… only six of 24 Cubs batters offered at the first pitch all game. Due to his extreme first-pitch fastball tendencies, Kershaw runs one of baseball’s highest first-pitch swings rates against, at 33%, and has allowed one of the worst first-pitch OPSs — relative to his overall OPS allowed — of any pitcher. The Cubs went up seemingly looking to take, though, making at-bats like the first one Willson Contreras took all the more puzzling:

Kershaw got ahead with the fastball, which he always does, but then he stayed ahead with the fastball, too, this time at a somewhat unprecedented rate, at least for 2016. Kershaw said his curveball last night “wasn’t great.” Cubs manager Joe Maddon said Kershaw “didn’t really have his curveball today, which should have worked in [the Cubs’] favor.” Kershaw threw just nine curves all night, representing one of his lowest single-game curveball rates of the season. So instead, Kershaw simply worked with the fastball, the command of which Maddon referred to as “outstanding.”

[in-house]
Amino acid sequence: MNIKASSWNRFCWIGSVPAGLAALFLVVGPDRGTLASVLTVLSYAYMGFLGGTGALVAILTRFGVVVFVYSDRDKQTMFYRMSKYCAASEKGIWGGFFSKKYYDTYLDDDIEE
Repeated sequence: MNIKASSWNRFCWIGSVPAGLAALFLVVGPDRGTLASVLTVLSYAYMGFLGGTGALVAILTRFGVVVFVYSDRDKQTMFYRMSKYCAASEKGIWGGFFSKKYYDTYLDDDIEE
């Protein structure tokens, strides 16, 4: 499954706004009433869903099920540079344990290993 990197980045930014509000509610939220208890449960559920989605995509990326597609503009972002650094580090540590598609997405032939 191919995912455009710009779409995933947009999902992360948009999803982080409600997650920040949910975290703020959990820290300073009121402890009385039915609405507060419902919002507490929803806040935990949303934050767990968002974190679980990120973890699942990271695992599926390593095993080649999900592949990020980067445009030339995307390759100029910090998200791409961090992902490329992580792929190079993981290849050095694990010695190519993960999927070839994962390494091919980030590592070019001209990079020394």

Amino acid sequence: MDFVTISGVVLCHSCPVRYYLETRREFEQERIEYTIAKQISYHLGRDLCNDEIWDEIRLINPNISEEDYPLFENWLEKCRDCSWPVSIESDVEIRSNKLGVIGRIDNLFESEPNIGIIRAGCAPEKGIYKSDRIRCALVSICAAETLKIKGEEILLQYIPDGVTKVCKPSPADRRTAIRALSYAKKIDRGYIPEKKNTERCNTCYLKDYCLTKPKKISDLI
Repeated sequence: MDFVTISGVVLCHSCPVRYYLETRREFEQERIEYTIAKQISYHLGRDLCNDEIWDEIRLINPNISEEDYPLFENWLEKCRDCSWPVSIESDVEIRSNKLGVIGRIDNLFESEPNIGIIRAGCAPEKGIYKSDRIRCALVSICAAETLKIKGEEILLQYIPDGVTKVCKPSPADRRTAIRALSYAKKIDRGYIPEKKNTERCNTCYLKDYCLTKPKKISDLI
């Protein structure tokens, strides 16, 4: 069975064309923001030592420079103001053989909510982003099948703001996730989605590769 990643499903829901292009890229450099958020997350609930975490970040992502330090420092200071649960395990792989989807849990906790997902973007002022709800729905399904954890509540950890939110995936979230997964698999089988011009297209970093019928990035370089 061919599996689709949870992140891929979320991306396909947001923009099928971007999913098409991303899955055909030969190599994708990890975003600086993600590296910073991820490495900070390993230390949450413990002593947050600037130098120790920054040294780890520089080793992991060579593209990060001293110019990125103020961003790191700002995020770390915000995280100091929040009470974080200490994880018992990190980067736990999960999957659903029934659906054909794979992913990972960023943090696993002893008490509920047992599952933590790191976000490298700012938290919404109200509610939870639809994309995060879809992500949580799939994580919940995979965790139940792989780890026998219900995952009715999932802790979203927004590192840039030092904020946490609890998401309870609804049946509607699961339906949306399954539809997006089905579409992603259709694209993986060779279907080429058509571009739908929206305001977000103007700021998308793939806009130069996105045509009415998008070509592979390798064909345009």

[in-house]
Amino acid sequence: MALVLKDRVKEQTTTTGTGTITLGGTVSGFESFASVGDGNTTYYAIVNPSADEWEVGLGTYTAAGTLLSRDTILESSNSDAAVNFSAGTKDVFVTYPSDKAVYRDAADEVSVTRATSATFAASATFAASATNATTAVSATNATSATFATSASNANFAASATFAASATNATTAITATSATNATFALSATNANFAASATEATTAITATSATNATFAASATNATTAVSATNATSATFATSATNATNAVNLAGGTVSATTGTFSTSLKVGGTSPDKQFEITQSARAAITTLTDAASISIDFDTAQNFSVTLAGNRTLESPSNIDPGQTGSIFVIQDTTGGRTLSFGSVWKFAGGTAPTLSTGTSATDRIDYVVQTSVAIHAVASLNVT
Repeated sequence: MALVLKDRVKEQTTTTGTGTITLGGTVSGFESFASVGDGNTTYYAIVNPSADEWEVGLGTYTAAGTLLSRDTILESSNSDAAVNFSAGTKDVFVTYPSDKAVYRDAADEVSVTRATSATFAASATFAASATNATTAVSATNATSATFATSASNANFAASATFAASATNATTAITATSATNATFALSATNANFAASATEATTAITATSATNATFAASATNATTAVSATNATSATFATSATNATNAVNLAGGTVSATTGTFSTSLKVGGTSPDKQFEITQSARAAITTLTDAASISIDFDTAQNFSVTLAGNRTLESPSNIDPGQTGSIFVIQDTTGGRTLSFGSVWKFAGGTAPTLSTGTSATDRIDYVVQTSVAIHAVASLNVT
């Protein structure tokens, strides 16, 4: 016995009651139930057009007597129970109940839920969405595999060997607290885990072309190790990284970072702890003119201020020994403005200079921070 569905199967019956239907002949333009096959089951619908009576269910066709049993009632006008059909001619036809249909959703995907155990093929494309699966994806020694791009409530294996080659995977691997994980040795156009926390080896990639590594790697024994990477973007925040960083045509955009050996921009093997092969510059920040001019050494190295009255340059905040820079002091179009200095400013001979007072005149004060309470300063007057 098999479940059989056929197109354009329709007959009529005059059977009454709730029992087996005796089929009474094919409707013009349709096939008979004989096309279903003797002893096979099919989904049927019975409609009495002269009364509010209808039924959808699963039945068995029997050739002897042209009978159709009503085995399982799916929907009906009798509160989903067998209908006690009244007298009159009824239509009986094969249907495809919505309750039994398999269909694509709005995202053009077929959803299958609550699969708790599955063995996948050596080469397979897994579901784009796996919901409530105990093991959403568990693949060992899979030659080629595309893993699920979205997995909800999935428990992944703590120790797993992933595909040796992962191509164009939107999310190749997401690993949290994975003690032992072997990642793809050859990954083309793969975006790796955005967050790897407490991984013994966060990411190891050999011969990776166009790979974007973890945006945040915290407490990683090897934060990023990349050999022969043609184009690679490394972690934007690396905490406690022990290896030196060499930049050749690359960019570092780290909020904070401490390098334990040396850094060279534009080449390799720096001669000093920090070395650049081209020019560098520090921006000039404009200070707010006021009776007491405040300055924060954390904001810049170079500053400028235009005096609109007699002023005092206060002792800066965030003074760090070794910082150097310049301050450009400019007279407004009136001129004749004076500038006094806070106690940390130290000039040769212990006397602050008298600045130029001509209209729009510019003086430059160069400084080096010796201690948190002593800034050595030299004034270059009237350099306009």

Kershaw worked primarily as a two-pitch pitcher last night, throwing his fastball a season-high 61% of the time, the culmination of a late-season trend that’s seen Kershaw relying more and more on his heater, relative to his breaking stuff, since returning in September from the herniated disc in his back that sidelined him for more than two months:

screen-shot-2016-10-17-at-10-26-39-am

“I think that I had decent command of it tonight,” Kershaw told reporters after the game of his fastball. “I think some, there’s some two-strike counts where I think they were probably looking breaking ball and I think I threw fastballs right down the middle on accident, so a couple of those happened to work out, I guess.”